The Villiers Company was established in the year 1898, for the production of higher-grade component parts for cycles. The factory was equipped with the latest type of American machine tools, for not only quality, but also quantity production.
Villiers started making Freewheels, they immediately made a good impression.
At this time nearly all cycle manufacturers made their own Freewheels, but when they realised the superiority of the Villiers Clutch, they were interested in carrying out their own tests, and slowly many important firms discontinued making their own and fitted the Villiers product. So the output of Villiers Freewheels gradually increased, resulting in lower costs and selling prices.
The secret of this success was entirely due to the machinery that had been installed. Steadily the works expanded, houses and buildings adjoining were pulled down or reconstructed, and more plant was added to meet the increasing demand for the firm’s products.
From the early days the Directors of the Villiers Company were keenly alive to the possibilities of the Motor Cycle as a means of transport, and they carried out exhaustive experiments.
It was only natural that the plant, capable of manufacturing articles to very close limits should be suitable for the production of internal combustion engines, and in the year 1912 a small engine was designed for a Motor Cycle and put to test.
In the following year, the Villiers Two-stroke Engine was placed upon the market.
It is interesting to record that before this date many two-stroke engines had been made, but had given much trouble because the manufacturers were not properly equipped.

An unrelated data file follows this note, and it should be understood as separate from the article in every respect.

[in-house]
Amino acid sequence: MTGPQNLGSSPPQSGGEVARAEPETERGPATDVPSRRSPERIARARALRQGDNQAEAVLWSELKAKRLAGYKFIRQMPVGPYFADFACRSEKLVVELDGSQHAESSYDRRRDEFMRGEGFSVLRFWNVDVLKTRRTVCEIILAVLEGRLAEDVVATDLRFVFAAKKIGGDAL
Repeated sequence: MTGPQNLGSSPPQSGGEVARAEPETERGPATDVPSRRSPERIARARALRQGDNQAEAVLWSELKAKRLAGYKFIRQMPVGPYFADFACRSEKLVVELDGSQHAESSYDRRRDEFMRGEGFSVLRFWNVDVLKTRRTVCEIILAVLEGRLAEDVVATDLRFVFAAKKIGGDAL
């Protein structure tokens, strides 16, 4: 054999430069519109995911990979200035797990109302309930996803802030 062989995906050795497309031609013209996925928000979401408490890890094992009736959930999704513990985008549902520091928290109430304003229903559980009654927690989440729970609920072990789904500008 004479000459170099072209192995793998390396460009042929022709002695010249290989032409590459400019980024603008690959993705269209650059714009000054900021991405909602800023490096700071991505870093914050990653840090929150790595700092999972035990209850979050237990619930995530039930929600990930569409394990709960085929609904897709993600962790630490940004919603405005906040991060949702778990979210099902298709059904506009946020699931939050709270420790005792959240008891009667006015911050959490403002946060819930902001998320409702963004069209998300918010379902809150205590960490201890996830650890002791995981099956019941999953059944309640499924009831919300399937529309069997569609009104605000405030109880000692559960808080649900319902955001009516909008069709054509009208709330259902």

There existed, in the minds of the public, certain prejudice against this type of engine but by engineers, it had always been recognised as the ideal type, because of its simple construction.
Many Designers had been deceived by the simplicity of the two-stroke engine, believing that it could be manufactured in a cheap manner.
Nothing was further from the truth, as a two-stroke internal combustion engine actually requires more accurate manufacture than any other type of engine.
This the makers of the Villiers engine realised, and they determined to concentrate on this type knowing full well that the British public ultimately would realise that the failure of the early engines was due to poor workmanship.
It was necessary in those days actually to loan complete machines to the Motor Cycle Manufacturers, for them to test the Villiers two-stroke engines, and from this, the growth of the business was miraculous.
The increased output of products necessitated working to the closest possible limits, because it was obvious that unless the parts assembled easily, the works would quickly be in chaos, and also components would not be interchangeable.
Accuracy and interchangeability of parts is a great advantage to the owner of a Villiers product, because he can purchase spare parts and fit them himself easily and without the aid of a skilled engineer.
The war caused many difficulties. The machinery had been specially installed for the production of flywheels and engines, but owing to the high reputation of the Villiers Company, they were put under Government control at a very early date, and the main productions were ceased practically at a moment’s notice.
Although they were allowed to manufacture flywheels for military bicycles and engines for pumps, the majority of the plant was turned over to the manufacture of gauges for shells, fuse parts, component parts for aeroplanes, lorry governors and thousands of other delicate and intricate components in ferrous and non-ferrous metals which demanded great accuracy.
This was maintained until the end of the war, after which it was not an easy matter to change back again to the manufacture of the regular products for which Villiers was renowned.